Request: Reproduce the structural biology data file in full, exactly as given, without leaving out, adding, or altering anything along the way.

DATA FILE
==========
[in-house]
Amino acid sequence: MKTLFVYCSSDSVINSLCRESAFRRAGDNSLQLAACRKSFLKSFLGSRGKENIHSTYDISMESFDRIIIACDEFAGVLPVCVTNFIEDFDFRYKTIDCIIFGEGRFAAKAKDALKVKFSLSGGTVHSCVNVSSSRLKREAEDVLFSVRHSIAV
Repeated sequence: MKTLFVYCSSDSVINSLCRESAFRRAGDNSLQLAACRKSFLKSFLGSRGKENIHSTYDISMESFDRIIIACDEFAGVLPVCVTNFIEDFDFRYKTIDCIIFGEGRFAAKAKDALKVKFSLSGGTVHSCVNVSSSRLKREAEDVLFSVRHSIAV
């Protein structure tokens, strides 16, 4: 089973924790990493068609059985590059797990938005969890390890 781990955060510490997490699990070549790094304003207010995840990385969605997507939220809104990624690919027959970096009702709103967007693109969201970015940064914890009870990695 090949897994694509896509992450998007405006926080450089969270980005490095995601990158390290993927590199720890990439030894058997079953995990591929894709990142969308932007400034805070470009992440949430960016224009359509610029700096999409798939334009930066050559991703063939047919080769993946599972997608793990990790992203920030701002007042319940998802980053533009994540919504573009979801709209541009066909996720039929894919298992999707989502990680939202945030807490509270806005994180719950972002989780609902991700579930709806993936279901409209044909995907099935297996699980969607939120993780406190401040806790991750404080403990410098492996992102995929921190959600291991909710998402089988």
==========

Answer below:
[in-house]
Amino acid sequence: MKTLFVYCSSDSVINSLCRESAFRRAGDNSLQLAACRKSFLKSFLGSRGKENIHSTYDISMESFDRIIIACDEFAGVLPVCVTNFIEDFDFRYKTIDCIIFGEGRFAAKAKDALKVKFSLSGGTVHSCVNVSSSRLKREAEDVLFSVRHSIAV
Repeated sequence: MKTLFVYCSSDSVINSLCRESAFRRAGDNSLQLAACRKSFLKSFLGSRGKENIHSTYDISMESFDRIIIACDEFAGVLPVCVTNFIEDFDFRYKTIDCIIFGEGRFAAKAKDALKVKFSLSGGTVHSCVNVSSSRLKREAEDVLFSVRHSIAV
């Protein structure tokens, strides 16, 4: 089973924790990493068609059985590059797990938005969890390890 781990955060510490997490699990070549790094304003207010995840990385969605997507939220809104990624690919027959970096009702709103967007693109969201970015940064914890009870990695 090949897994694509896509992450998007405006926080450089969270980005490095995601990158390290993927590199720890990439030894058997079953995990591929894709990142969308932007400034805070470009992440949430960016224009359509610029700096999409798939334009930066050559991703063939047919080769993946599972997608793990990790992203920030701002007042319940998802980053533009994540919504573009979801709209541009066909996720039929894919298992999707989502990680939202945030807490509270806005994180719950972002989780609902991700579930709806993936279901409209044909995907099935297996699980969607939120993780406190401040806790991750404080403990410098492996992102995929921190959600291991909710998402089988």